Focusing in on RG3 and Nick Florence years, you can expect almost 700 yards on the ground, at a very strong 4.3 yards per rush and 10 touchdowns. With Russell being much more like Griffin athletically, he will have to prove that he can make the correct decisions like Nick Florence did to be a dependable rush threat for the QB position.
Finally, how many chances will Russell get on the field. We can take a look at plays per game to get a good estimate of the passing and rushing opportunities based on historical averages of their run/pass splits. In 2014-15, the Bears averaged 90.3 plays per game. That was over 5 more plays per game than in 2013-14, and almost 10 higher than 2011-12.
|Year||# of plays||Rush||Rush %||Pass||Pass %|
In 2010, the Bears ranked 24th in plays per game, but since then, they have been a staple of the Top-5, never dipping lower than 5th and leading the country in 2014-15. The Bears have always been a run-heavy offense, with every year since 2010 attempting more rushes per game than passing attempts. In recent years, the Bears have skewed even more aggressively to the running game, before coming back with more of a passing look last year.
What Can Seth Russell do in 2015?
Now that we have a good baseline to judge passing and rushing stats, it is not time to speak about Russell and his ability to hit those numbers. In his young career, Seth Russell has averaged 9.9 yards per pass, and an incredible 5.9 yards per rush. He throws a touchdown pass on every 11.6 passes, and has rushed for a touchdown on every 9.33 carries. Petty has thrown a touchdown pass for every 13.62 passes he has thrown, and rushed for a touchdown on every 9.1 carries.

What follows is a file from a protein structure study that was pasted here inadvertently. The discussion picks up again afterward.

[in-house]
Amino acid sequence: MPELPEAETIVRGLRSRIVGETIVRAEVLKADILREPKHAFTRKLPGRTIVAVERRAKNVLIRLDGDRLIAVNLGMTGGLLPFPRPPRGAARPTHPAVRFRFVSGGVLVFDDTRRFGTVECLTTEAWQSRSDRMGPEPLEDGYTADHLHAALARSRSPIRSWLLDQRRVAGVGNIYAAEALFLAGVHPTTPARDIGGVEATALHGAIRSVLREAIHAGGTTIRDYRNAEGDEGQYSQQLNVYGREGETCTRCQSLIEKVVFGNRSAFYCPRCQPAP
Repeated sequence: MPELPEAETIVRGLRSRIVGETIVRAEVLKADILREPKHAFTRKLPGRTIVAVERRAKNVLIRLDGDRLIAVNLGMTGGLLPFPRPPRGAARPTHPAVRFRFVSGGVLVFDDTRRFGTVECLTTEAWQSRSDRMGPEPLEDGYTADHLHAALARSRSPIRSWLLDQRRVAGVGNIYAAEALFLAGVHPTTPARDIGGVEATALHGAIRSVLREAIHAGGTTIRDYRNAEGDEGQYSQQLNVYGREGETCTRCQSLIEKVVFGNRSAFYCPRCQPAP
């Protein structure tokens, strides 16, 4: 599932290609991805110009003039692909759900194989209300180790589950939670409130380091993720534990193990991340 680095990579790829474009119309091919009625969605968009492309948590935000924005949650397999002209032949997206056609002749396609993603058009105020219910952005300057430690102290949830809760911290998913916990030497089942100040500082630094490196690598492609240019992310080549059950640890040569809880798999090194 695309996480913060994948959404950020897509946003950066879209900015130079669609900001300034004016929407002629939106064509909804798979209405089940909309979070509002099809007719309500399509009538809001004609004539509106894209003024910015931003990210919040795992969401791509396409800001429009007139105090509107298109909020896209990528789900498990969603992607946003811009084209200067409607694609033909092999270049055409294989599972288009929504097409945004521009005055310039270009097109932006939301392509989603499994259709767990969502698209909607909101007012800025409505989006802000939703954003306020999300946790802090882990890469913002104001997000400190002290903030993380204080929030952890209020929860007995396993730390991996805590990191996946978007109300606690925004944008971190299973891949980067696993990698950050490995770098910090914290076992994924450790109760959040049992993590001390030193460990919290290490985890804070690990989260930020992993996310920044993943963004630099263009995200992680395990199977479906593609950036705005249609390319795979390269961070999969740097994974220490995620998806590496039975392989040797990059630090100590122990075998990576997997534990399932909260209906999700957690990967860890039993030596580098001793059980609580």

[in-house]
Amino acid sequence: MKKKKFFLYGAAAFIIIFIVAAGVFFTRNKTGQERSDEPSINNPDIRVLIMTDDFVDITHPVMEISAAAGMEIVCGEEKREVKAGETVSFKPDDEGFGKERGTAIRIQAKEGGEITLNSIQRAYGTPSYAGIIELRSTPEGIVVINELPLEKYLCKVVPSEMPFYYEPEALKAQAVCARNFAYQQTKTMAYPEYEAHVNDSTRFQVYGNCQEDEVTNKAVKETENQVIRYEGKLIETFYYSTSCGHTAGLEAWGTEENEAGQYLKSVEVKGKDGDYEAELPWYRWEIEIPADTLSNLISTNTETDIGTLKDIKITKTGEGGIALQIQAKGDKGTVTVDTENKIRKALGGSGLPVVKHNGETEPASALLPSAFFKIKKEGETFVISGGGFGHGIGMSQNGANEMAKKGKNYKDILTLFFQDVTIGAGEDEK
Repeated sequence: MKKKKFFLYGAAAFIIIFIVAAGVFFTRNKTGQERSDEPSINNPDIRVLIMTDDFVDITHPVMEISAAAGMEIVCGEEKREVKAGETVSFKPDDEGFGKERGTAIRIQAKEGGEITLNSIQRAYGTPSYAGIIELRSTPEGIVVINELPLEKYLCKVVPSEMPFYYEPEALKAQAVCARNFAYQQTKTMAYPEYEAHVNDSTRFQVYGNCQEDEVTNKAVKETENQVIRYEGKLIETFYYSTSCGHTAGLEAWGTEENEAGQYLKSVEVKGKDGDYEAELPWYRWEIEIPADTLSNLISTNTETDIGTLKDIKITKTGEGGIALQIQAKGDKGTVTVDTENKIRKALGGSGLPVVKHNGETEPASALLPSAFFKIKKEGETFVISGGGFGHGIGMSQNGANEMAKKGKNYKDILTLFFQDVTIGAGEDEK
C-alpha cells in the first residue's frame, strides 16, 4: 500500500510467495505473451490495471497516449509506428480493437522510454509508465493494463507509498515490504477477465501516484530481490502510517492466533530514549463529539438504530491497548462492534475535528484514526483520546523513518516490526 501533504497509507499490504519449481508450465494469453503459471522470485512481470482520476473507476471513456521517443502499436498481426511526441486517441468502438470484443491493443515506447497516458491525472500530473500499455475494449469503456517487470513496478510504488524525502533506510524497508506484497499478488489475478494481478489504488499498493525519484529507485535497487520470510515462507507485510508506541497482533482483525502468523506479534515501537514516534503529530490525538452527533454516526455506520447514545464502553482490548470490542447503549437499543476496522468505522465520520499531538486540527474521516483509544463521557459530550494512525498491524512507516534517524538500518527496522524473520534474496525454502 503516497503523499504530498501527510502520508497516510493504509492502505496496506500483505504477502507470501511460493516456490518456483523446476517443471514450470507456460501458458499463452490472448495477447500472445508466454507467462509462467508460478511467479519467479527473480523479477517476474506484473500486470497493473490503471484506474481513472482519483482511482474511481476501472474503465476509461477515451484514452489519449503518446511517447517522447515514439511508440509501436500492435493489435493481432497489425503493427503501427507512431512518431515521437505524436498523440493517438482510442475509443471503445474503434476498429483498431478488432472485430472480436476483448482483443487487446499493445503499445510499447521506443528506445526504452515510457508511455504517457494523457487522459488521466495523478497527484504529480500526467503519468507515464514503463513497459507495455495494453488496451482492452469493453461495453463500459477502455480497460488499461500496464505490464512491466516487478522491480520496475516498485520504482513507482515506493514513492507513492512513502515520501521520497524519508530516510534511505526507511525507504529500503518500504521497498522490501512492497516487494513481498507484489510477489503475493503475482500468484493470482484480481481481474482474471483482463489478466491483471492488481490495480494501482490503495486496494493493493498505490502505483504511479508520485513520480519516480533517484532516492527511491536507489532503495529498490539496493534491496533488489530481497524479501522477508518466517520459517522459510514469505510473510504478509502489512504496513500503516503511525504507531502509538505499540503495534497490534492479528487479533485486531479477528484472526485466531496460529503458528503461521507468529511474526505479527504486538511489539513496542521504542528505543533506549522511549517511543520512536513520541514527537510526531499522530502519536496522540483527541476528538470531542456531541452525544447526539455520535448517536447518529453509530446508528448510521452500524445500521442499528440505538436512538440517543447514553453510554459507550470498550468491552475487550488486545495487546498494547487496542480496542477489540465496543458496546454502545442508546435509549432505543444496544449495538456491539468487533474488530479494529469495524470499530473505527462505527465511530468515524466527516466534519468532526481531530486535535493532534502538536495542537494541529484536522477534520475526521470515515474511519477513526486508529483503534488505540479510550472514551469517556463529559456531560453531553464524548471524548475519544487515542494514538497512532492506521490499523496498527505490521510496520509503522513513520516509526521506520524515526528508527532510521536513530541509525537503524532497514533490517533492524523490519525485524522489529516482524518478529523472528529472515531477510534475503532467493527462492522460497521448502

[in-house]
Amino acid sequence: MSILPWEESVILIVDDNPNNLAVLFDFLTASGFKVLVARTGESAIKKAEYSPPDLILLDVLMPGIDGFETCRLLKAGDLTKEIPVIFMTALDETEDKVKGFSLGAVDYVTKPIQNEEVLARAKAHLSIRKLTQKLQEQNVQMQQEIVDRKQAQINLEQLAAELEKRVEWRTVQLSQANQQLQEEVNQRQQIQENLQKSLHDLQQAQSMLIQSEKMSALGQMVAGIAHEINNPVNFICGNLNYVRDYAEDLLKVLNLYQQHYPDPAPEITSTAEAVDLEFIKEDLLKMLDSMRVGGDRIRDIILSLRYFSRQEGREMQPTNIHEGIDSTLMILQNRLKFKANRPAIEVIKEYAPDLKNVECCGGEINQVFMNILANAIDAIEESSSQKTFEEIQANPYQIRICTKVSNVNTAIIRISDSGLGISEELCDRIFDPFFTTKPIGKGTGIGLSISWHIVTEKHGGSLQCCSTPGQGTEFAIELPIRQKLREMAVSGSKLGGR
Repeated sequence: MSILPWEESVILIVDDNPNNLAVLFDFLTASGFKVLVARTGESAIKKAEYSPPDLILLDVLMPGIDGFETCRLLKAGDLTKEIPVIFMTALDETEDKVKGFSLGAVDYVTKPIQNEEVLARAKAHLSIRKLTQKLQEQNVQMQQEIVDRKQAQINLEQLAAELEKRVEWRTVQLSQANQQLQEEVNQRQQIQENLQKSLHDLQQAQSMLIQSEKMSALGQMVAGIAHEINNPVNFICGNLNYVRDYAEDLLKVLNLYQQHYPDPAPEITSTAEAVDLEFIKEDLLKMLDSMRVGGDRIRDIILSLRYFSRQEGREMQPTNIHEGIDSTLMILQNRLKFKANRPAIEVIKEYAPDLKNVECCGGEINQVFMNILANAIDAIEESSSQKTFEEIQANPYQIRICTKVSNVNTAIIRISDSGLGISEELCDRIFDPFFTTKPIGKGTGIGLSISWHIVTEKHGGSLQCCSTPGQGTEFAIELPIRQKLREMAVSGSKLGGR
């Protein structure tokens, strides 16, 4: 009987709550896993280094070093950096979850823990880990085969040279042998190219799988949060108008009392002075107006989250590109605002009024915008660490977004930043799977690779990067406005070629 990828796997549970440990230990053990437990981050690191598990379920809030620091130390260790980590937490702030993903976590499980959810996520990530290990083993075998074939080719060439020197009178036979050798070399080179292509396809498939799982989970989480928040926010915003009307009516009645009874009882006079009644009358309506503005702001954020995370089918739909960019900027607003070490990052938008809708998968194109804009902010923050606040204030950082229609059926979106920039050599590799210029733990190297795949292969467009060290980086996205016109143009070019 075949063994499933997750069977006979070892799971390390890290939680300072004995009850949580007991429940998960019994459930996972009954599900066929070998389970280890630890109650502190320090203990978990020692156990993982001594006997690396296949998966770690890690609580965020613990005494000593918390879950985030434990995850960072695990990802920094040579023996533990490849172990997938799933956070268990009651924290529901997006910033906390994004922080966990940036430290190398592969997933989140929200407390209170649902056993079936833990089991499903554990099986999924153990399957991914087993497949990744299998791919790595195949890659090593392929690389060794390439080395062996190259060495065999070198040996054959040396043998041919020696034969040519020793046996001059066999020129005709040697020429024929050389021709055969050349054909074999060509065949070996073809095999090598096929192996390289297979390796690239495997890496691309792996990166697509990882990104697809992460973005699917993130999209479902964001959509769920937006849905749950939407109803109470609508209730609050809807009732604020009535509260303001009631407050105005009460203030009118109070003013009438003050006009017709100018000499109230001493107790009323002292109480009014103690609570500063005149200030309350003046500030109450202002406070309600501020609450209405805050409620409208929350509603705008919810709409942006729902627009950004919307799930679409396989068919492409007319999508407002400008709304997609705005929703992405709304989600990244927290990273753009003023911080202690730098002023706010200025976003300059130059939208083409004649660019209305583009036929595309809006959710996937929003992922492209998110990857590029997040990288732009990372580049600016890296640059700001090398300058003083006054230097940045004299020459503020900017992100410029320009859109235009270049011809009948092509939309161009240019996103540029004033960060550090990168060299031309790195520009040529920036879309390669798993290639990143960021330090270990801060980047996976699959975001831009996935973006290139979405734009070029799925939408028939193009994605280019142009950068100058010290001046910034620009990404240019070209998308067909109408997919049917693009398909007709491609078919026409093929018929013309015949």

If we were to extrapolate the expected passes and rushes Russell will get in 2015, based on the Bears historical performance the past few years and Russell's per pass/run rates, his numbers are incredible.
4,208 yards passing, with 37 touchdowns, 13 interceptions, 944 yards rushing with 18 touchdowns.
That would be the third most passing yards in Baylor history, and 101 more rushing yards than RG3 did in his best season in Waco. His 55 total touchdowns would be 9 more than Petty had in 2013, and 8 more than RG3 had in his Heisman winning season.
Needless to say, this is probably the best case scenario for Russell and the Bears, but this ceiling is in play. With a much higher tempo than what Griffin played with in 2010, Russell could have as many as 18 more plays per game. That is 9 more passes, and probably 2-3 more rushing attempts per game available to Russell.
Let's look at a more realistic projection, one where the Bears offense turns into more of a run heavy approach, and goes to a 55/45 balance, that would be 50 rushes and 40 passes per game.
With Russell having a career 57.8% completion percentage, if he keeps that up, that would be 23 completions per game. Using Russell's career 9.7 yards per attempt (Bryce Petty is at 9.6, so this is realistic to continue), that is 388 yards per passing per game, if Russell were to make every pass for the Bears. That obviously won't happen, as Russell as the backup still attempted 85 passes in 2014 and 43 in 2013. Petty himself averaged 322.2 yards per game in his two years as a starter. But with more of a run-heavy look, one can expect Russell to be just under 300 yards per game passing.
A more realistic projection then could be:
3,835 yards passing, with 30 touchdowns, 13 interceptions, 825 yard rushing with 14 touchdowns.
Seth Russell will have the keys to one of the best offenses in the country, with an experienced group of skills players around him to go along with one of the best (and most experienced) offensive lines in the nation. With possibly changes to the play mix, the reintroduction of the zone-read rushing option to the offense, and a big-time athlete at the QB spot, the Bears offense should be in great hands for 2015.